I also decided to move away from the credit card that my parents have co-signed on.
Well, they asked me on the form how long I've been with my current employer for. It stopped me in my tracks because there was no space to write 'It will be one day at four p.m. tomorrow'. There was only a space for years and months. I explained this to the lady behind the counter and she just sort of looked at me.

And now I'm thinking, if only I had applied for the damn thing at the end of my three years at the SubShack, I would have had a chance. As it stands now, I'm still at the mercy of my parents' signatures should I need to take out a loan on a new car. Or a house. Or Hell, maybe I'll decide to buy the New York Yankees next week and I might need their signature on that, too.

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Over Fences We Go...

I rode Zydo over fences for the first time today and I have to say, MY GOD, that is a whole lot of horse I've got. I mean, he was big when I got him, of course, but I didn't take him over any fences the first time I rode him, THANK THE LORD.

He is very keen to get up and GO, which I take as a good sign that he is over his sickness. The only thing that needs to be improved on now is his rider. Sadly, this will take a bit of time.

I can't get over how well I'm doing from a mental point of view, however. He is a big and intimidating animal and every day before I go out to ride, I have a little talk with myself. I say "This is the day that he could send you flying through the air to land on your face in the dirt." Then I finish my Coke and head out to tack up. Because there is nothing better, from a horse's point of view, than having a hundred and fifty pounds of over-caffeinated rider on your back.

The thing about this horse is that I trust him entirely. At this point, if I come off him, it will be entirely on my shoulders and I've accepted that. I had one minor fit of anxiety today when he got away from me at the canter. When I tried to pull him up, he decided to toss his head hither an yon. Now, I'm not sure how much experience you have being on a giant horse who is charging away from you while swinging his head around, but is is a nerve-wracking thing to experience.

I suppose at that point my mother knew I was a little rattled, because she asked if I was finished. And I thought, no, I better go over a few more times to calm my nerves or I'll have anxiety for the rest of the night.

And I did, and it was glorious, and really? Today was the day that Zydo took me flying through the air, only he did it with me and not against me.

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Sunday, August 12, 2007

Gainful Employment...

I had a job interview today. It was sort of short notice but I dropped off my Resume on Thursday and he called that evening to have me come in today. Seeing as how I'm unemployed and all, thinking up something to do with my time has required a little creativity. Its nice to just do what someone else has in mind from time to time.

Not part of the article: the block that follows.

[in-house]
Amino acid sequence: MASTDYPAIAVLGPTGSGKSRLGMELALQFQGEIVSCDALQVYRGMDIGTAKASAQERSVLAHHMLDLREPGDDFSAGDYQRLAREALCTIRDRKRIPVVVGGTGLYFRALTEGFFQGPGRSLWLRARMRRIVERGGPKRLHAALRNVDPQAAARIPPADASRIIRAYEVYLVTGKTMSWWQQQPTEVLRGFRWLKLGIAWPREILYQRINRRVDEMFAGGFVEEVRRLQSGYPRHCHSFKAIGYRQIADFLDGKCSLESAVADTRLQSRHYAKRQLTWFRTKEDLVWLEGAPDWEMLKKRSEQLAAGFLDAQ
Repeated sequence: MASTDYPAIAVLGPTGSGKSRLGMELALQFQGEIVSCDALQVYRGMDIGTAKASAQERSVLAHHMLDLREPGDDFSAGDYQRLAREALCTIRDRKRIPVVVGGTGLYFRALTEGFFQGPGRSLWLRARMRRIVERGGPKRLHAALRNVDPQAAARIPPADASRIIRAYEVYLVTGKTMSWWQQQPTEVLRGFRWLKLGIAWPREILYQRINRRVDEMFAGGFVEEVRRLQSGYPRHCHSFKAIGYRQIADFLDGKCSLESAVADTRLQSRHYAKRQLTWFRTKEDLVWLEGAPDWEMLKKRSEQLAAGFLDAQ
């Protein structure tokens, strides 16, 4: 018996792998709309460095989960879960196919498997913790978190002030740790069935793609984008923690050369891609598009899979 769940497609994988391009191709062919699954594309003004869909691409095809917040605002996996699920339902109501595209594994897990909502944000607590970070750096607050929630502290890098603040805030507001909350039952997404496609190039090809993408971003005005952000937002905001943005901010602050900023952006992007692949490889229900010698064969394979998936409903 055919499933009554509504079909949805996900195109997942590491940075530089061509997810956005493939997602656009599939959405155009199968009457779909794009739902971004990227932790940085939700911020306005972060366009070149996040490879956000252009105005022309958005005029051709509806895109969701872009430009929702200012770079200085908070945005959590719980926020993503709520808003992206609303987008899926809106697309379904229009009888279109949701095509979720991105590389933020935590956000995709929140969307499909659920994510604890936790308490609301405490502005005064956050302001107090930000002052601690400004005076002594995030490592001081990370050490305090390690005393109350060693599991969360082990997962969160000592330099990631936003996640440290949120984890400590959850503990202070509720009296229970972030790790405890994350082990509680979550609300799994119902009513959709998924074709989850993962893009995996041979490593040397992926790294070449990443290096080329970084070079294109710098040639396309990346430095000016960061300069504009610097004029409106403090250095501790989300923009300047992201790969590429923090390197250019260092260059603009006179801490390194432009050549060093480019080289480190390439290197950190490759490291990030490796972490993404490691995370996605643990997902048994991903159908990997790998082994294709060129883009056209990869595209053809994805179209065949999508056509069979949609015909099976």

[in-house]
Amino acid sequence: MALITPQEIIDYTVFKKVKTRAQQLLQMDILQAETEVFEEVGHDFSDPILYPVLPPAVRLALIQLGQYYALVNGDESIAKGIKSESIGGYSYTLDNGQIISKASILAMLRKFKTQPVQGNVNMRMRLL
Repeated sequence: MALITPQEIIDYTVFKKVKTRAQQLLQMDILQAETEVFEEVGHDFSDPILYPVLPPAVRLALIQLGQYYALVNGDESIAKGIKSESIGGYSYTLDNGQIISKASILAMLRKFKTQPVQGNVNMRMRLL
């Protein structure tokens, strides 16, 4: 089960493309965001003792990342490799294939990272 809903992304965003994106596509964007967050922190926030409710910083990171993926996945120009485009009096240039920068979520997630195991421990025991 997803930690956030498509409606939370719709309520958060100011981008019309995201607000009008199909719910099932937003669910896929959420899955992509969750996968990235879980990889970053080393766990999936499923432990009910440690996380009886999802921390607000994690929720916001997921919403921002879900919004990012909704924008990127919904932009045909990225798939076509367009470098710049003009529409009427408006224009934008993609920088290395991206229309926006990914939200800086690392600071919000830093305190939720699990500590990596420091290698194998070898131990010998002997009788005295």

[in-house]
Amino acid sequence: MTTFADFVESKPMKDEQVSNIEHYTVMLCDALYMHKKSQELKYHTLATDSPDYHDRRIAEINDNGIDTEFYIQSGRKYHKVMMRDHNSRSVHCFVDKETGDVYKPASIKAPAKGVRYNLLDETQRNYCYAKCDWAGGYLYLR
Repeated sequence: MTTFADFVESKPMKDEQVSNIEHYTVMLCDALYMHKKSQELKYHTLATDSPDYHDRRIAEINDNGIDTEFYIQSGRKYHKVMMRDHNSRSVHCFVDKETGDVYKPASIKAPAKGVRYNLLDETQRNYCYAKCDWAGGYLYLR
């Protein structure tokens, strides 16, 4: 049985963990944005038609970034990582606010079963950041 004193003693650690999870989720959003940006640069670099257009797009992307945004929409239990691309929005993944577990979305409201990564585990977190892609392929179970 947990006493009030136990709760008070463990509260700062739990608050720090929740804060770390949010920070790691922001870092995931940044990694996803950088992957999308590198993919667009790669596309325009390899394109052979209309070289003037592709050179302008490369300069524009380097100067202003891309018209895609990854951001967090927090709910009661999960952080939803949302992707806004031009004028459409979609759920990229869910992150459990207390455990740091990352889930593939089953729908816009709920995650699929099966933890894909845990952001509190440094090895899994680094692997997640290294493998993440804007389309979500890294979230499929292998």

On the way there, I was a wreck. I've never done a proper job interview before: Everything else has been in customer service (Read: One of those jobs that makes you want to eat your own eyeballs for lunch. But only if they're well coated in the secret sauce).


I'll be working in a group home for youth who haven't made it in foster homes. Some people I know are a little touchy on my working with teenage boys who are troubled, but I'm actually not concerned about it at all. I look forward to being in a fast paced environment, having to think on my feet, having to use some of the stuff I've been studying over the years.

I think one of the things I look forward to the most is it not being a regular workplace. Like, you don't go in and do the exact same thing the exact same way every single day. I won't deal with customers and until you've been dealing with customers since you were sixteen years old? You simply have no idea how thrilled I am to never have to wish some asshat a pleasant evening EVER AGAIN.

So, employed I am. The manager even told me that he was thrilled that I play guitar and that he would like to see me put that to use with the kids for one of their leisure evenings. Once I'm comfortable in the workplace I'm sure that won't be a problem.

Oh, happiness...
For anyone interested, it seems that Zydo's troubles are past. I rode him this evening and it was wonderful. His breathing is perfect and clear, his nose is not running, and he no longer has oddly shaped bumps running the length of his neck. Hurray for healthy horses!

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Wednesday, August 08, 2007

Because You're SOOOO Not Sick of Hearing About My Horse...

Zydo was out of sorts this morning and upon further examination, it seems that the injections of penicillin we've been giving him have not agreed with his system. He has swelled at the site of injection to the point that this morning, he couldn't even reach down to eat his hay.